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Advancement Project

Advancement Project is a next generation, multi-racial, policy, communications, and legal action group committed to civil rights and racial justice.

+ Support Campaign
Causes
Voter Mobilization
Voter Protection
Budget
$7,230,000
Location
Washington
,  
D.C.
Established
1999
EIN
95-4835230
Area Served
National
Values
Community, Duty, Empowerment, Justice, Liberty
foundations supporters
Ford Foundation
1936
W.K. Kellogg Foundation
1930
Open Society Foundation
1979
Leadership
Judith Browne Dianis
Executive Director
A graduate of Columbia University School of Law and a recipient of the distinguished Skadden Fellowship, Judith Browne Dianis began her civil rights career at the NAACP Legal Defense and Educational Fund, Inc. (LDF), practicing law in the areas of housing, education, employment and voting rights. In its 30th Anniversary issue, Essence magazine named Browne Dianis one of “30 Women to Watch” and, in the same issue, featured her in an article defining the Black agenda for the millennium.
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Director
Roger Scott
Roger executes projects with branding and storytelling at the forefront. For the past 15 years, he’s created content that’s helped Nike and Boeing bring to life visions and digital strategies for their brands; he’s imagined customer journeys for Jawbone, LVMH, and Intel; and he’s designed product experiences for Sony and Nest.

The impact of your support

Advancement Project’s Power and Democracy program builds upon our past successes in staving off voter suppression schemes while looking for opportunities to expand the power of the electorate. 

With your support, we can:

  • Defeat federal and local policies that make it harder to vote; 
  • Hold local and state election officials accountable state by state; 
  • Expand the electorate through eliminating criminal convictions as a barrier to voting and restoring voting rights to people with felony convictions;
  • Train voter protection advocates in key states to build up the next generation voting rights movement; and
  • Conduct polling and strategic messaging for young people of color to get out the vote.

Why this work is important

2020 is a crucial year in fighting for our democracy with a presidential election, a large number of congressional seats up for election, and the census that will impact representation for all, especially communities of color. We are up against the most vicious backlash we have experienced in decades—from the constant attacks on the immigrant community, to the criminalization of communities of color, to the increasingly cynical rhetoric to suppress the vote. Left unchecked, these attacks could validate additional state and federal restrictions on voting by vilifying voters of color; lead to an intentional lack of oversight of discriminatory voting practices at both the state and federal level; and mean the further gutting of the Voting Rights Act and National Voter Registration Act that has allowed states to ignore the previously protected Right To Vote. Meanwhile, mass incarceration has left millions out of our democracy, creating barriers to affordable housing, good jobs and even the voting process.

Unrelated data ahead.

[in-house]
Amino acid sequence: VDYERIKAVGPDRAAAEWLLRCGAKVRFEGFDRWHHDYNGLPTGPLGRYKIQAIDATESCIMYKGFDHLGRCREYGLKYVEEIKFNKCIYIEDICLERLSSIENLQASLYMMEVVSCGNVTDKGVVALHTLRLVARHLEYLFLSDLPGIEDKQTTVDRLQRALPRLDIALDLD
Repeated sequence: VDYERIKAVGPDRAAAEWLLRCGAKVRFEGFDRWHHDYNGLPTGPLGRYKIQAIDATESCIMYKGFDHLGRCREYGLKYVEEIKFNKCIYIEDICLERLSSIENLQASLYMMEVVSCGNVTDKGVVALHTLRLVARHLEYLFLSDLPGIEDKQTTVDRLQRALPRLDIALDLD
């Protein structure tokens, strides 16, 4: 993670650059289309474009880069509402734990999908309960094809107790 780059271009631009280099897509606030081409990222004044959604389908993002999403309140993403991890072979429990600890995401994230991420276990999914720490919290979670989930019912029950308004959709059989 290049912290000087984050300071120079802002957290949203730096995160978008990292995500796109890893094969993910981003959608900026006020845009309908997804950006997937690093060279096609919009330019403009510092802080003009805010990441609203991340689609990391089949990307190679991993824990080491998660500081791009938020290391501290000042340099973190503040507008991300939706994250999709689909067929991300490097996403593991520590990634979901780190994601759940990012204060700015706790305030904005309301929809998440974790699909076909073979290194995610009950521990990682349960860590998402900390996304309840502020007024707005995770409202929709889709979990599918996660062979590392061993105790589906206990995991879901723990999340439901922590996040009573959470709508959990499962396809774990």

Our track record

Advancement Project works to ensure fair elections that encourage equal opportunity for full civic engagement and representation for all, especially those in historically disenfranchised communities. For almost 20 years, we have fought voter suppression to ensure that all have equal access to the democratic process. Building power in communities of color in all aspects is integral to ensuring a free and safe future for all. Our programs center on inequity issues that are entry points for communities of color to vote, transform institutions and hold stakeholders accountable. Our achievements include:

  • Successfully challenged Voter ID laws in Pennsylvania and Missouri;
  • Beat back monster voter suppression law and voter ID in North Carolina;
  • Part of coalition to restore voting rights to 1.4 million people with felonies in Florida; and
  • Successful campaigns with partners to restore voting rights in Louisiana (70,000 voters) and Virginia (150,000 voters).

Impact Updates
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